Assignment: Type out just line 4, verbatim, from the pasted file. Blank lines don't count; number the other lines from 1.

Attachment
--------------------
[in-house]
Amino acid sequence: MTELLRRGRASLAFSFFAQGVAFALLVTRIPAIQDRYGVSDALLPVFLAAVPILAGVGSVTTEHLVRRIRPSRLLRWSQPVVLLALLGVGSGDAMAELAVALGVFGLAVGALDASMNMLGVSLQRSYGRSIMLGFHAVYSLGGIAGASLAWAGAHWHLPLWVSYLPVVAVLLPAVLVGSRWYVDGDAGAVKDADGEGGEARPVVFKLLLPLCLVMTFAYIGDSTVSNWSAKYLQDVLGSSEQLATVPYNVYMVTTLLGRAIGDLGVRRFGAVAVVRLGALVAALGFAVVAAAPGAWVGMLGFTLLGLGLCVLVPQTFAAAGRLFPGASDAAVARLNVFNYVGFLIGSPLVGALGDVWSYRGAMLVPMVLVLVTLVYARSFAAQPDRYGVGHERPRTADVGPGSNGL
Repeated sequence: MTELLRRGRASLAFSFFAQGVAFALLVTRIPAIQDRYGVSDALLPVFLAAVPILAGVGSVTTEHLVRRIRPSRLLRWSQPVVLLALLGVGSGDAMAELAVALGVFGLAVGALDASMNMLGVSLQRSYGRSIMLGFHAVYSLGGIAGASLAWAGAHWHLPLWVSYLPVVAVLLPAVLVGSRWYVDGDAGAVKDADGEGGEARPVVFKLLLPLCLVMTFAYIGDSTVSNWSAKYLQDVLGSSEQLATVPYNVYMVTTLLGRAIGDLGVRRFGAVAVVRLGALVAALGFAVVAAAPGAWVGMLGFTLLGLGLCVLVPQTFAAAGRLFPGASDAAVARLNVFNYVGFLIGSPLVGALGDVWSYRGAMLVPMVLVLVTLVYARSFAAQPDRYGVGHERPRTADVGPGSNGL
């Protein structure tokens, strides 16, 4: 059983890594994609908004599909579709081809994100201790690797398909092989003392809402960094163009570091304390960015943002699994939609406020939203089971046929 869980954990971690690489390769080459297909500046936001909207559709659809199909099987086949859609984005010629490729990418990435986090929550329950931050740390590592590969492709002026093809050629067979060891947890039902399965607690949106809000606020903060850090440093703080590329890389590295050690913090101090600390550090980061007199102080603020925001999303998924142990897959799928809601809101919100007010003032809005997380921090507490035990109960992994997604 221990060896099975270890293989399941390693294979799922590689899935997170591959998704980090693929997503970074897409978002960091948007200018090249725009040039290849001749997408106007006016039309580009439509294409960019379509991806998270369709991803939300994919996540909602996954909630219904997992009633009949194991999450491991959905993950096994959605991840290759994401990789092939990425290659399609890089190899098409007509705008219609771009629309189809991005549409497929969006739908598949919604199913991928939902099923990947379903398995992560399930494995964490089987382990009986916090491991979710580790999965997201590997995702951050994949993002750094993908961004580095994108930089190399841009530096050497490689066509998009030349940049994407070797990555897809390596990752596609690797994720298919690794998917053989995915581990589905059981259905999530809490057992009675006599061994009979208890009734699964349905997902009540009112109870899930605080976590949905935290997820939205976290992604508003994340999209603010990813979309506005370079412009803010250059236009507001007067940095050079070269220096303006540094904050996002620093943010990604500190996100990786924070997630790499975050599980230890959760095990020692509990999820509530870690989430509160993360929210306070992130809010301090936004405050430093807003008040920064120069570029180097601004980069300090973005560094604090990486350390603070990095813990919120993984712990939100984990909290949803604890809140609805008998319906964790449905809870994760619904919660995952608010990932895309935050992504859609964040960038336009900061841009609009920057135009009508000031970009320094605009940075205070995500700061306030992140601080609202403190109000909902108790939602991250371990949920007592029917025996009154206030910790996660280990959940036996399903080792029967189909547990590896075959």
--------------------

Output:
């Protein structure tokens, strides 16, 4: 059983890594994609908004599909579709081809994100201790690797398909092989003392809402960094163009570091304390960015943002699994939609406020939203089971046929 869980954990971690690489390769080459297909500046936001909207559709659809199909099987086949859609984005010629490729990418990435986090929550329950931050740390590592590969492709002026093809050629067979060891947890039902399965607690949106809000606020903060850090440093703080590329890389590295050690913090101090600390550090980061007199102080603020925001999303998924142990897959799928809601809101919100007010003032809005997380921090507490035990109960992994997604 221990060896099975270890293989399941390693294979799922590689899935997170591959998704980090693929997503970074897409978002960091948007200018090249725009040039290849001749997408106007006016039309580009439509294409960019379509991806998270369709991803939300994919996540909602996954909630219904997992009633009949194991999450491991959905993950096994959605991840290759994401990789092939990425290659399609890089190899098409007509705008219609771009629309189809991005549409497929969006739908598949919604199913991928939902099923990947379903398995992560399930494995964490089987382990009986916090491991979710580790999965997201590997995702951050994949993002750094993908961004580095994108930089190399841009530096050497490689066509998009030349940049994407070797990555897809390596990752596609690797994720298919690794998917053989995915581990589905059981259905999530809490057992009675006599061994009979208890009734699964349905997902009540009112109870899930605080976590949905935290997820939205976290992604508003994340999209603010990813979309506005370079412009803010250059236009507001007067940095050079070269220096303006540094904050996002620093943010990604500190996100990786924070997630790499975050599980230890959760095990020692509990999820509530870690989430509160993360929210306070992130809010301090936004405050430093807003008040920064120069570029180097601004980069300090973005560094604090990486350390603070990095813990919120993984712990939100984990909290949803604890809140609805008998319906964790449905809870994760619904919660995952608010990932895309935050992504859609964040960038336009900061841009609009920057135009009508000031970009320094605009940075205070995500700061306030992140601080609202403190109000909902108790939602991250371990949920007592029917025996009154206030910790996660280990959940036996399903080792029967189909547990590896075959």